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The Daily Wildcat

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The Daily Wildcat

The Daily Wildcat


Mailbag: Sept. 13

Commentary scares,not informs

I am writing in response to the “”Campus police badger, not protect”” commentary that the Daily Wildcat ran on Thursday, Sept. 2. The sole purpose of the commentary, it seems, was not to inform the student body of a problem on campus, but rather to simply get students angry with a group of professionals who dedicate their careers to keeping us safe. And we should be angry because they uphold the law by giving out MIPs? It is one thing to disagree with the law and push for reform, but it is another to blame the people who uphold the law for the law itself.

The commentary states that UAPD is adding “”an entire additional set of officers for the sole purpose of nabbing underage drinkers,”” as a direct conclusion to a quote on UAPD’s website (and a quote that the commentary uses) that states “”The University of Arizona Police Department will be deploying additional officers to enhance enforcement capabilities in alcohol, DUI and traffic laws in selected areas of the campus.”” The commentary immediately ignores evidence that it had presented only a few sentences earlier. Instead of even mentioning DUI laws or traffic laws among the described “”scare tactics”” UAPD uses, the commentary focuses on a topic that is most likely going to get the student body up in arms, angry and scared.  

Maybe we should consider the possibility that the environment we, the student body, create could possibly be influencing how UAPD responds to underage drinkers. Instead of making students scared of the UAPD, why not educate them? Talk to a residence hall’s liaison officer, or even try to go on a ride-along with an officer. Maybe if we could all see what officers see on a daily basis, we might have a better idea of why alcohol-related laws (underage, DUI, etc) are taken so seriously by our officers. Maybe then we all would realize that a “”let it be”” attitude that the commentary pushes for is a dangerous attitude to take.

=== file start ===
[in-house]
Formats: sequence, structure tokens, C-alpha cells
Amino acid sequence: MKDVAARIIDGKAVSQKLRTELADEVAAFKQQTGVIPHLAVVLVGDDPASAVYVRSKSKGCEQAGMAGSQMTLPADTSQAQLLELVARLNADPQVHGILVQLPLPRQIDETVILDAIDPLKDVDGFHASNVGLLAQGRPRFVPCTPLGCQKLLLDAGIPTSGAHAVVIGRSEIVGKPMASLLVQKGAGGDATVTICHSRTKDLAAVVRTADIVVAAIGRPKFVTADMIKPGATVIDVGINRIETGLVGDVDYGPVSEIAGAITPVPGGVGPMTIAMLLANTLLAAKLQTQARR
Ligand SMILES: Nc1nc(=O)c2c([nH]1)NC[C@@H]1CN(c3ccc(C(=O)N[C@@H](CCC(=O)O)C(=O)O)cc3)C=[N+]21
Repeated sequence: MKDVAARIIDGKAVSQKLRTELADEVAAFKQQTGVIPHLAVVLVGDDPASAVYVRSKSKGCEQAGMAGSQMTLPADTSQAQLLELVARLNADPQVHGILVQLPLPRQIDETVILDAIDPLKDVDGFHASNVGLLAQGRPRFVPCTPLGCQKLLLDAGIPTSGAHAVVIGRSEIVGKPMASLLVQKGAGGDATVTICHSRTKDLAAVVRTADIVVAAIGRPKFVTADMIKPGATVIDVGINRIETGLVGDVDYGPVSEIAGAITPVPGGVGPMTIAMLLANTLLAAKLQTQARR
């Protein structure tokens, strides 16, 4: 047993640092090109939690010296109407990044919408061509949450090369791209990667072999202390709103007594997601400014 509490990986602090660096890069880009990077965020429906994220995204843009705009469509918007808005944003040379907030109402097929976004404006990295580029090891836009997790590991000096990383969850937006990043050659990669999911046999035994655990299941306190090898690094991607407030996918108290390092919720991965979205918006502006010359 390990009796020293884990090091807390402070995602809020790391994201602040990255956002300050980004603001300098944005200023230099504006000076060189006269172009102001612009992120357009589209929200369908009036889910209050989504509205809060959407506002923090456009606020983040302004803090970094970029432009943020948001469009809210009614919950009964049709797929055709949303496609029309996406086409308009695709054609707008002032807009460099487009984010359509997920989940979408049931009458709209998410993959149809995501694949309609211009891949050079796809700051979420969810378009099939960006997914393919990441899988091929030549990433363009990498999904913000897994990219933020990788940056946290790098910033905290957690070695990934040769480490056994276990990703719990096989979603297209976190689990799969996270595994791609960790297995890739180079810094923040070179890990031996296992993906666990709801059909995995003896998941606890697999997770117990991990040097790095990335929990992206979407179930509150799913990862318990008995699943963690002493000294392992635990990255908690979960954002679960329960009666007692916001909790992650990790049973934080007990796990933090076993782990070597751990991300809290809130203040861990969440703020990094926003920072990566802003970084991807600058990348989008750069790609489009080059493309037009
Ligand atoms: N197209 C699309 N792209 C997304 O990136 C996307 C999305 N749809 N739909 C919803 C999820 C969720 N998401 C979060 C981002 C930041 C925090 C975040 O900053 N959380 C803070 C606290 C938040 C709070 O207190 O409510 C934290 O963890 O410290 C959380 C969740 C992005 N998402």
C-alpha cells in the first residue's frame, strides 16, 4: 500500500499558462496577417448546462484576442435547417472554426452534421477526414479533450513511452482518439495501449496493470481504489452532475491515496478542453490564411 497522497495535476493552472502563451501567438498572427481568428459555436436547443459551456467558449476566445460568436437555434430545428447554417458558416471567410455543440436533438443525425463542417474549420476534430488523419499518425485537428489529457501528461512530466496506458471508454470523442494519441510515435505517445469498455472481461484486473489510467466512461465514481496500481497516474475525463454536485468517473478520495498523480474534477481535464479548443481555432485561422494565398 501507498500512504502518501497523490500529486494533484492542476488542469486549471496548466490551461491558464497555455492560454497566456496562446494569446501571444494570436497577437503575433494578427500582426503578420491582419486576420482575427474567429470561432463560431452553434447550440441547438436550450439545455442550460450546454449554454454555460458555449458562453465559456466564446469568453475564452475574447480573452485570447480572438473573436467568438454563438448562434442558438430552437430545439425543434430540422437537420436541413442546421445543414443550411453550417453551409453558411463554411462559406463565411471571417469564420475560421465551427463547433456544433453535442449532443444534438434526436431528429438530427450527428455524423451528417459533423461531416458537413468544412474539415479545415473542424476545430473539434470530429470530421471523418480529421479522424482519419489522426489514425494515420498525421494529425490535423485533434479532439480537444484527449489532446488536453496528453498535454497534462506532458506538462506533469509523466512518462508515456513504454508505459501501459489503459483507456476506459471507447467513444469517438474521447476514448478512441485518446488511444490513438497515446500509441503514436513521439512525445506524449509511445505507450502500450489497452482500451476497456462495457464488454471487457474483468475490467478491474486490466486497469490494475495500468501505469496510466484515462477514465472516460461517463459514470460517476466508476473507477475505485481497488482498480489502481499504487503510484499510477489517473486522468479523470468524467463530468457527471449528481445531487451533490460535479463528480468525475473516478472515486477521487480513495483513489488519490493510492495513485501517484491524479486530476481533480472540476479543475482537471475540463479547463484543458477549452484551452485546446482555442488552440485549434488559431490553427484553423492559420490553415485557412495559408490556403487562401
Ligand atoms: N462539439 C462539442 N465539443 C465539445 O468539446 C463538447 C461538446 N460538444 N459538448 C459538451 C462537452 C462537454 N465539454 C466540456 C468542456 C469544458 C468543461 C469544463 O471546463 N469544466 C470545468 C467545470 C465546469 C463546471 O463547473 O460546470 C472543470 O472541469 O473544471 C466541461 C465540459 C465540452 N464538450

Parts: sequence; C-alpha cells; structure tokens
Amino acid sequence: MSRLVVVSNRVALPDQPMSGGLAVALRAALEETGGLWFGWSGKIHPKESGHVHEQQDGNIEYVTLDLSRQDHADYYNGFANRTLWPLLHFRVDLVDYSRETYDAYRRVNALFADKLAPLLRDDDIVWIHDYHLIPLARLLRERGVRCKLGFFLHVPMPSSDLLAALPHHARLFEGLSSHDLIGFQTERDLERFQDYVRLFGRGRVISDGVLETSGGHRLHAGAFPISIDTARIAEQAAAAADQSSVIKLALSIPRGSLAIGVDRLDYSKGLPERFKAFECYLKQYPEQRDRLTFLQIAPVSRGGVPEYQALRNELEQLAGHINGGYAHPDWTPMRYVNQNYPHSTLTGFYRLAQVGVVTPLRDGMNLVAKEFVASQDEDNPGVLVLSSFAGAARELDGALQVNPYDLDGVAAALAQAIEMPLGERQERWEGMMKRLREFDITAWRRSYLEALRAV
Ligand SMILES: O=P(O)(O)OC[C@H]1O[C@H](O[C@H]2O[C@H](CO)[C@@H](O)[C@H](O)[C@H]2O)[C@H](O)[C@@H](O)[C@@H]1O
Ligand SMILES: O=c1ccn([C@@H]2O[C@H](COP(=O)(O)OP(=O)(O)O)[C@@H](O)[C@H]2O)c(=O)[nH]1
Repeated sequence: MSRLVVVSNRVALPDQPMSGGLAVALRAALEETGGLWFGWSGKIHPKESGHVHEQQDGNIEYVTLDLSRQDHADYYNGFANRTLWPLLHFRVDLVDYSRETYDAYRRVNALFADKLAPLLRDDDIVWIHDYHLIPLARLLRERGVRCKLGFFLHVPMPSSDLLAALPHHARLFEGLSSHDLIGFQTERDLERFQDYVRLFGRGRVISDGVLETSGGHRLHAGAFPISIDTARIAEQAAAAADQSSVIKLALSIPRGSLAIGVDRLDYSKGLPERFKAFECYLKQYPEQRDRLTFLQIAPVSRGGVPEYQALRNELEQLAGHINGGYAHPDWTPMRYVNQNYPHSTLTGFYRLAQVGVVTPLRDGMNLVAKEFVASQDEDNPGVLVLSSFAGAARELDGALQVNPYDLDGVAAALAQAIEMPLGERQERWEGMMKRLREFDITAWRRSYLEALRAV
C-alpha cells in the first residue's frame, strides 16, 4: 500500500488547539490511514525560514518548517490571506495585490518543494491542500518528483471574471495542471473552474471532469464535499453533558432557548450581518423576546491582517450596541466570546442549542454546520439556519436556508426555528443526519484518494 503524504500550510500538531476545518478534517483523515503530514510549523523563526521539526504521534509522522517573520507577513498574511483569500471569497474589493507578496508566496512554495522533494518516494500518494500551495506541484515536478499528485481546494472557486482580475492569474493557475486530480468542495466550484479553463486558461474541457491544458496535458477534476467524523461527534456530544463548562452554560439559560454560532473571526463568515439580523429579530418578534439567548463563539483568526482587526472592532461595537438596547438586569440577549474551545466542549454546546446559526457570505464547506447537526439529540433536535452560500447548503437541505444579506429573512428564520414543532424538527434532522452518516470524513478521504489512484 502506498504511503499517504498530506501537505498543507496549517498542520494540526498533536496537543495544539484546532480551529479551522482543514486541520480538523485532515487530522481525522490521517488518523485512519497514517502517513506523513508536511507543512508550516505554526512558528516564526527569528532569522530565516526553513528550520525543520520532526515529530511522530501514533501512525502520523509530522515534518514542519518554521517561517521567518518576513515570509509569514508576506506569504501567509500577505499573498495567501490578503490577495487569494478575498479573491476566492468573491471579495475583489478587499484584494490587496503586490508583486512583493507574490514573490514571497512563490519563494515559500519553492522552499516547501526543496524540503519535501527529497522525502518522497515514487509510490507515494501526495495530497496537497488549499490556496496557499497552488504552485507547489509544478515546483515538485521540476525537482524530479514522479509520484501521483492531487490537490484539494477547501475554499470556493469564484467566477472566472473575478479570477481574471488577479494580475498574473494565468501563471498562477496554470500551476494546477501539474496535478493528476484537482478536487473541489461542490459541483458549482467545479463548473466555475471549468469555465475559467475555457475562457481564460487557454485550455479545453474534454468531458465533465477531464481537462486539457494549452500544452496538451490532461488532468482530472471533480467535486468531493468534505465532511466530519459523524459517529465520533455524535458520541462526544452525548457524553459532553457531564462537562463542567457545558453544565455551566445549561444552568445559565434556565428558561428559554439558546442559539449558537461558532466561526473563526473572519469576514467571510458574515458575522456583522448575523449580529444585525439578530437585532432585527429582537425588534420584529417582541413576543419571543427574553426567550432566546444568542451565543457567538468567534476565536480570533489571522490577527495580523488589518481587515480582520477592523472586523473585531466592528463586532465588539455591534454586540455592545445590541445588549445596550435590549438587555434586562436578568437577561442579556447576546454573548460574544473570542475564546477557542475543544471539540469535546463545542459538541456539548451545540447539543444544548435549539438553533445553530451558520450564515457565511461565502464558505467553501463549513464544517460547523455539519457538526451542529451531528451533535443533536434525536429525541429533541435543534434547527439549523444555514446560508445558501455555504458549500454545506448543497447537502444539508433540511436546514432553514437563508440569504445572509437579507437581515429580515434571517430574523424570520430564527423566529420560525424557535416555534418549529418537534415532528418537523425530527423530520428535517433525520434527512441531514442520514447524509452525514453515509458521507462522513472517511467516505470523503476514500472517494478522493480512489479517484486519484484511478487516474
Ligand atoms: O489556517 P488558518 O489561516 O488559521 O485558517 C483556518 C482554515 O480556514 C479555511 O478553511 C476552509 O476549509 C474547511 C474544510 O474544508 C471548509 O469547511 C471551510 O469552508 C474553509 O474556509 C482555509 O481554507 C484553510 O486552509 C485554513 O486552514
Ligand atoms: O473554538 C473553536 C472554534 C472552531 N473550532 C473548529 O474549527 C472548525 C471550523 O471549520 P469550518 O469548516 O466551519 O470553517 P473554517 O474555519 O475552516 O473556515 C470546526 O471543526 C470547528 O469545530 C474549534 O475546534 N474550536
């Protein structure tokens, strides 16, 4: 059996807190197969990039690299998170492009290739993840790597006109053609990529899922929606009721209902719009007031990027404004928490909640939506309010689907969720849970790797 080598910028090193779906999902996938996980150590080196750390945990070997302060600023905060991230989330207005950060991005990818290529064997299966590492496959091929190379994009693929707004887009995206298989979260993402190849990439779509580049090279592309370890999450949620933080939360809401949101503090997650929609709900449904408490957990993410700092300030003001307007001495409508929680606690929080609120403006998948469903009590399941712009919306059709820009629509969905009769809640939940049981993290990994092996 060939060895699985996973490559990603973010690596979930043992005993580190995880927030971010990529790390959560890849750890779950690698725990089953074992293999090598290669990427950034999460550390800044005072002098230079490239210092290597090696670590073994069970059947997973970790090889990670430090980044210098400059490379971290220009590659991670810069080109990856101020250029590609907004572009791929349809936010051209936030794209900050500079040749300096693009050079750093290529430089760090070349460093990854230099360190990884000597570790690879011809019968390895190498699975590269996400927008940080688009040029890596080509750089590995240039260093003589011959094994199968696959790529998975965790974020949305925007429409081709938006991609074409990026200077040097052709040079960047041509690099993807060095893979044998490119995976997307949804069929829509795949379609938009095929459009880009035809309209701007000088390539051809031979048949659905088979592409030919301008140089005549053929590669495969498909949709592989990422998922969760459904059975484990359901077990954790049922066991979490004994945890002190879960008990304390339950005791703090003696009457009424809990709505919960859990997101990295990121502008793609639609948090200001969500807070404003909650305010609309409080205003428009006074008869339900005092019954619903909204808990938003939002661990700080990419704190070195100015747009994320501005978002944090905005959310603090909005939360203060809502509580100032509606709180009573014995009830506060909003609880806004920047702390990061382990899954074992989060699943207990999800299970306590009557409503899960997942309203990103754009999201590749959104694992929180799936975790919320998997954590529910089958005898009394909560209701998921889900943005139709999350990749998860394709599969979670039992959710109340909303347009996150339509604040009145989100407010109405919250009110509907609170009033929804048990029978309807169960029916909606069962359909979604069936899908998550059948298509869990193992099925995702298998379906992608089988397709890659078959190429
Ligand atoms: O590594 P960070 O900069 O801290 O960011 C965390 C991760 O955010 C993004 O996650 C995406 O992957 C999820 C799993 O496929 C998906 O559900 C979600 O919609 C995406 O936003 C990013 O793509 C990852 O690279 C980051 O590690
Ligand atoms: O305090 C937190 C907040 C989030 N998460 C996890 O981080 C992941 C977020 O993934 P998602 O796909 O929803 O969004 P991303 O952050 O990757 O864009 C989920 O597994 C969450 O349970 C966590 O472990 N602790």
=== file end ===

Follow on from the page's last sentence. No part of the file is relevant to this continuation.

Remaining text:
– Jay Fielder, operations management junior

Photo headline did not reflect reality of situation

The front-page photo title on Wednesday’s Wildcat (“”False Alarm””) is misleading. This alarm was not false. In fact, the alarm system did exactly what it was designed and intended to do; give early warning of a potentially dangerous fire situation and warn the occupants to evacuate. The alarm was initiated by food  left cooking on a stove in the residence hall kitchen. While an actual fire did not occur, the generated smoke migrated into the corridor and initiated the building smoke detectors.My compliments go to the residents and hall staff for recognizing the urgency of the alarm and properly evacuating the building and cooperating with the first responders. False alarms do indeed occur, sometimes due to construction or maintenance activities or, unfortunately, because of malicious intent. No matter the cause of the alarm, immediate reaction and evacuation to all fire alarms is important to save lives.


– Herbert N. Wagner Jr., associate director of Risk Management & Safety

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